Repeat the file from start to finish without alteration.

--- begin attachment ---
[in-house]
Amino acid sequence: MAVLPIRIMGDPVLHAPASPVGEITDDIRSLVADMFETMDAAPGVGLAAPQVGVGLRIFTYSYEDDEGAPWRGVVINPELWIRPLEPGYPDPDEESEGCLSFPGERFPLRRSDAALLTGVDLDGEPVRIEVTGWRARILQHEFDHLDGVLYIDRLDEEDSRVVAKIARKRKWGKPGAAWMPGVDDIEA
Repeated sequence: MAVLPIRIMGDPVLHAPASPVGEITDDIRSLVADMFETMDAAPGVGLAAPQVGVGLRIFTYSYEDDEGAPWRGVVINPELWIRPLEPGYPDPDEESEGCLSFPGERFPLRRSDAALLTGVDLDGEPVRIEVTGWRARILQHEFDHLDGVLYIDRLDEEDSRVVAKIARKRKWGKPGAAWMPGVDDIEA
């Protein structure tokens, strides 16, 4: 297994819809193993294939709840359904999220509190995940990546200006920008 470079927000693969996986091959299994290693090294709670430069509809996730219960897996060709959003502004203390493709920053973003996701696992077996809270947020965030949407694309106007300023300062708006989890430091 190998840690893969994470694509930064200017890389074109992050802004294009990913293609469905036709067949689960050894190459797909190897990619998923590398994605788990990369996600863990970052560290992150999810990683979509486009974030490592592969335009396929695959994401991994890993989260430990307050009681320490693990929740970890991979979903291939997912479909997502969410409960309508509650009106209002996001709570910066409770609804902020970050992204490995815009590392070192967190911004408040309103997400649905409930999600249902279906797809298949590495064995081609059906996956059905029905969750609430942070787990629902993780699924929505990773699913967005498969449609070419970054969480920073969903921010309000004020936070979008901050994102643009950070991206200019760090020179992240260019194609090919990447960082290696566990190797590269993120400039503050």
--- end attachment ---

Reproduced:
[in-house]
Amino acid sequence: MAVLPIRIMGDPVLHAPASPVGEITDDIRSLVADMFETMDAAPGVGLAAPQVGVGLRIFTYSYEDDEGAPWRGVVINPELWIRPLEPGYPDPDEESEGCLSFPGERFPLRRSDAALLTGVDLDGEPVRIEVTGWRARILQHEFDHLDGVLYIDRLDEEDSRVVAKIARKRKWGKPGAAWMPGVDDIEA
Repeated sequence: MAVLPIRIMGDPVLHAPASPVGEITDDIRSLVADMFETMDAAPGVGLAAPQVGVGLRIFTYSYEDDEGAPWRGVVINPELWIRPLEPGYPDPDEESEGCLSFPGERFPLRRSDAALLTGVDLDGEPVRIEVTGWRARILQHEFDHLDGVLYIDRLDEEDSRVVAKIARKRKWGKPGAAWMPGVDDIEA
């Protein structure tokens, strides 16, 4: 297994819809193993294939709840359904999220509190995940990546200006920008 470079927000693969996986091959299994290693090294709670430069509809996730219960897996060709959003502004203390493709920053973003996701696992077996809270947020965030949407694309106007300023300062708006989890430091 190998840690893969994470694509930064200017890389074109992050802004294009990913293609469905036709067949689960050894190459797909190897990619998923590398994605788990990369996600863990970052560290992150999810990683979509486009974030490592592969335009396929695959994401991994890993989260430990307050009681320490693990929740970890991979979903291939997912479909997502969410409960309508509650009106209002996001709570910066409770609804902020970050992204490995815009590392070192967190911004408040309103997400649905409930999600249902279906797809298949590495064995081609059906996956059905029905969750609430942070787990629902993780699924929505990773699913967005498969449609070419970054969480920073969903921010309000004020936070979008901050994102643009950070991206200019760090020179992240260019194609090919990447960082290696566990190797590269993120400039503050």